The City of Melville and Department of Transport hope to see more people riding their bikes, enjoying the safe active street and engaging with others and their surroundings as they make their way to school, the shops or the train station.
A range of activities, including local events, engagement with schools and workplaces and discussions with local businesses are planned. Please let us know if you would like to be involved by calling the City of Melville on 9364 0666.
1. Do the local community support this initiative? 2. How has the significant increase in both road and pedestrian traffic at school drop off and pick up been considered and addressed?
The local community has been informed of this project and most people that have contacted us are supportive with some reservations. We have had a few people who are categorically opposed.
3. Why parking on west side of links road?
The purpose of the Safe Active Street is to increase the number of students walking and cycling to school, therefore reducing the number of parents at drop off and pick up times.
4. What ranger follow up be arranged to help change behaviour regarding parking?
The additional parking was to offset any loss on Links Road, but on further reflection extra parking on the west side of Links Rd and Alexander Rd will not be necessary as there is additional parking on Leverburgh St and Grimsay Rd.
5. What about Collier/Milliton intersection control when turning?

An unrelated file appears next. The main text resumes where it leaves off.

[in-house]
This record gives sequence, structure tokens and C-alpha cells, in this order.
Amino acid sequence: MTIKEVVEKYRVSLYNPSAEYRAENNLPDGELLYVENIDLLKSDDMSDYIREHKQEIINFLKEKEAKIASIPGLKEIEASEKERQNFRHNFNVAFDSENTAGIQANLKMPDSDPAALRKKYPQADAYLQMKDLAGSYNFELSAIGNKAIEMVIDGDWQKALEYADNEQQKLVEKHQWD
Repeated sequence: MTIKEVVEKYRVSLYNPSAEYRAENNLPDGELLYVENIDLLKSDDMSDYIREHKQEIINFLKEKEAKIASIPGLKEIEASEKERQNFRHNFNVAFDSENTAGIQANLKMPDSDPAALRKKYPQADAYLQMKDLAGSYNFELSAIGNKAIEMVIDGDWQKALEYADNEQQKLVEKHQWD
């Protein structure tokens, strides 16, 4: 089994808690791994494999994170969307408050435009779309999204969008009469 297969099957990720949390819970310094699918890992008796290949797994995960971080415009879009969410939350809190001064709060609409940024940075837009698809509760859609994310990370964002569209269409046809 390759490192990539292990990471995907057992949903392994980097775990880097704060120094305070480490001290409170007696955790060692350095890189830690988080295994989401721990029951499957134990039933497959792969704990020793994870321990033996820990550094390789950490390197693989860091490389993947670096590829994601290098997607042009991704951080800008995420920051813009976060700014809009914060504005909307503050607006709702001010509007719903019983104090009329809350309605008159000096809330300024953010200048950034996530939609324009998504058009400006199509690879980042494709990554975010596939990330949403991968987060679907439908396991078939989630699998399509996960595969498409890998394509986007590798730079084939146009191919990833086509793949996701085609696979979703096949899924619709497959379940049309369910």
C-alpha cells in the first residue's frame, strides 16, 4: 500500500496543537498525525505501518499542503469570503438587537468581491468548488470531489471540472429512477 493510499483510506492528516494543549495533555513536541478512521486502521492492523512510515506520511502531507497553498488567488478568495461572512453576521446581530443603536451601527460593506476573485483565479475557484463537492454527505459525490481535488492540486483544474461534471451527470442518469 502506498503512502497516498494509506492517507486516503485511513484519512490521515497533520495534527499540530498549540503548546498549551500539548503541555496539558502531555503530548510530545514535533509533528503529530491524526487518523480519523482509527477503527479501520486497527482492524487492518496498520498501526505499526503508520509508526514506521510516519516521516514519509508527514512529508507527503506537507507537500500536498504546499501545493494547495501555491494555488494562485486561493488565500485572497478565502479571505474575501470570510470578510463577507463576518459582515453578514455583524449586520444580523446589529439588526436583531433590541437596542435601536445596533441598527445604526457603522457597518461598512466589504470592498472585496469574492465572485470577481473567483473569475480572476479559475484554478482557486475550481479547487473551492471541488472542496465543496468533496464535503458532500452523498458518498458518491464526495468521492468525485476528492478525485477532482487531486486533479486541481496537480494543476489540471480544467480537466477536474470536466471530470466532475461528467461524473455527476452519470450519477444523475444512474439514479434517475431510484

Part of the whole process will be to educate the community including the schools on how to utilise the Safe Active Street. There will also be an activation period involving the local and school communities encouraging active use of the streets with much less emphasis on motorised vehicle use. During the activation period the City of Melville Rangers will be on hand to help with the education and infringe if necessary.
6. Will it be more difficult to turn into my driveway? Or onto the front lawn?
The raised platform will slow vehicular traffic. There will be advance warning signs indicating the imminent start of a Safe Active Street.
7. What do people want from their street? A safe space to walk/ride to local places? More trees?
Access to property's driveways and front lawns will not be affected.
8. Do you expect the route to divert vehicle traffic to Drew and Hope roads and what options are available to avoid it before it happens?
Associated with the Safe Active Street will be a significant increase in trees and plantings together with street art and street furniture.
9. Will traffic be inclined to use quieter streets to avoid I.e links road
The roads encompassing the proposed route are local access roads and most traffic is local in origin. As the existing traffic volume is low, it is not expected that there will be a redistribution of traffic to the surrounding streets. Control sites in the City of Vincent and City of Bayswater have shown little to no change in traffic in surrounding streets as a result of the Safe Active Street. There may be some diversion of traffic but the City will include extra speed platforms along Drew and Hope Road to mitigate speeding vehicles.
10. Pedestrian access to Wireless Hill is not being addressed as part of this project
The roads encompassing the proposed route are local access roads and most traffic is local in origin. As the existing traffic volume is low, it is not expected that there will be a redistribution of traffic to the surrounding streets. Control sites in the City of Vincent and City of Bayswater have shown little to no change in traffic in surrounding streets as a result of the Safe Active Street.